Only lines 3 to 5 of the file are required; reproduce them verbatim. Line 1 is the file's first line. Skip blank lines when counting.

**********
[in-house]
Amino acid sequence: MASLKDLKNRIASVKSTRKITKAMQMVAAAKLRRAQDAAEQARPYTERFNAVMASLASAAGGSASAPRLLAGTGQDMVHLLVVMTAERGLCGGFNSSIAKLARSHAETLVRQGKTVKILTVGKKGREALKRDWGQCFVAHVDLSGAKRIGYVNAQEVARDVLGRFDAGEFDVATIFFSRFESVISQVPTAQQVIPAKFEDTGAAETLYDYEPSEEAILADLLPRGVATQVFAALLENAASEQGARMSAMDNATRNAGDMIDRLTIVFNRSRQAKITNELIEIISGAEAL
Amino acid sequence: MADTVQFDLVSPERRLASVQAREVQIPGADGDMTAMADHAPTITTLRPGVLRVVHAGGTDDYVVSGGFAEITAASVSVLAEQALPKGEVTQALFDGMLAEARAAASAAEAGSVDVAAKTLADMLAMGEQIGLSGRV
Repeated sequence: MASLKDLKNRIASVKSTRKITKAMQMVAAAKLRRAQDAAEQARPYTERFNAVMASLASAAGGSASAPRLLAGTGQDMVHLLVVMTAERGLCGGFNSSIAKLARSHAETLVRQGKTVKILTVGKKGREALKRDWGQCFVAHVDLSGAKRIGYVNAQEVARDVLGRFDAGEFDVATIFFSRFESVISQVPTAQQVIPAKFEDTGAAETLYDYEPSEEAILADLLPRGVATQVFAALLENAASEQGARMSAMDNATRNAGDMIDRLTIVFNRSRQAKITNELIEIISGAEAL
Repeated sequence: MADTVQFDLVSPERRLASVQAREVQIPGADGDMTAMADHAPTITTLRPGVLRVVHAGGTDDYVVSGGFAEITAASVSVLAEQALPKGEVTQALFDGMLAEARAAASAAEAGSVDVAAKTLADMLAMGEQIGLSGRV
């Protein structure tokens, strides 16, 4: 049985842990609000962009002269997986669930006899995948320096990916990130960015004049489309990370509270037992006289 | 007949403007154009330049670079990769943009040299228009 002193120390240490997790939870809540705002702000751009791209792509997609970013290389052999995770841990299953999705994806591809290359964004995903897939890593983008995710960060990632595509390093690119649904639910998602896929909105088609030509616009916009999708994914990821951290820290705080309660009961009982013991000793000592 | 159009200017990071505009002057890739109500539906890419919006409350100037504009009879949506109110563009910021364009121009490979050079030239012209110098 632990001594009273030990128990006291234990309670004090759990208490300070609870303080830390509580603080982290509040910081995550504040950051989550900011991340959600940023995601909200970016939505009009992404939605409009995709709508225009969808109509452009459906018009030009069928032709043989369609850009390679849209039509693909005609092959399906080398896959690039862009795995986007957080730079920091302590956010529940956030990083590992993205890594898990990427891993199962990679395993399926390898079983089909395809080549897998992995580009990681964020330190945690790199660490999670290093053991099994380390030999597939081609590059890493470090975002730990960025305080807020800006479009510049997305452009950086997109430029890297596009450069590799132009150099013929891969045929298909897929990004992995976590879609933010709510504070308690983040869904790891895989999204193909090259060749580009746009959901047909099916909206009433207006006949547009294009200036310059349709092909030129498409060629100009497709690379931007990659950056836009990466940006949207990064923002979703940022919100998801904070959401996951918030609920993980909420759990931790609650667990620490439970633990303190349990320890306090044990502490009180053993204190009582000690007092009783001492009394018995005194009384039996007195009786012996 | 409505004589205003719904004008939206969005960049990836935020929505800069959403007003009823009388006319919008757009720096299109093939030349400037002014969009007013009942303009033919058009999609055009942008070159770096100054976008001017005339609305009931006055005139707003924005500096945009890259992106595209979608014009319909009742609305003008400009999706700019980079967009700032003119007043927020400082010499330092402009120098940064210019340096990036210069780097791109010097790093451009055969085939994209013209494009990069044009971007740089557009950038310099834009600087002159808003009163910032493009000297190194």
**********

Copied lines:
Amino acid sequence: MADTVQFDLVSPERRLASVQAREVQIPGADGDMTAMADHAPTITTLRPGVLRVVHAGGTDDYVVSGGFAEITAASVSVLAEQALPKGEVTQALFDGMLAEARAAASAAEAGSVDVAAKTLADMLAMGEQIGLSGRV
Repeated sequence: MASLKDLKNRIASVKSTRKITKAMQMVAAAKLRRAQDAAEQARPYTERFNAVMASLASAAGGSASAPRLLAGTGQDMVHLLVVMTAERGLCGGFNSSIAKLARSHAETLVRQGKTVKILTVGKKGREALKRDWGQCFVAHVDLSGAKRIGYVNAQEVARDVLGRFDAGEFDVATIFFSRFESVISQVPTAQQVIPAKFEDTGAAETLYDYEPSEEAILADLLPRGVATQVFAALLENAASEQGARMSAMDNATRNAGDMIDRLTIVFNRSRQAKITNELIEIISGAEAL
Repeated sequence: MADTVQFDLVSPERRLASVQAREVQIPGADGDMTAMADHAPTITTLRPGVLRVVHAGGTDDYVVSGGFAEITAASVSVLAEQALPKGEVTQALFDGMLAEARAAASAAEAGSVDVAAKTLADMLAMGEQIGLSGRV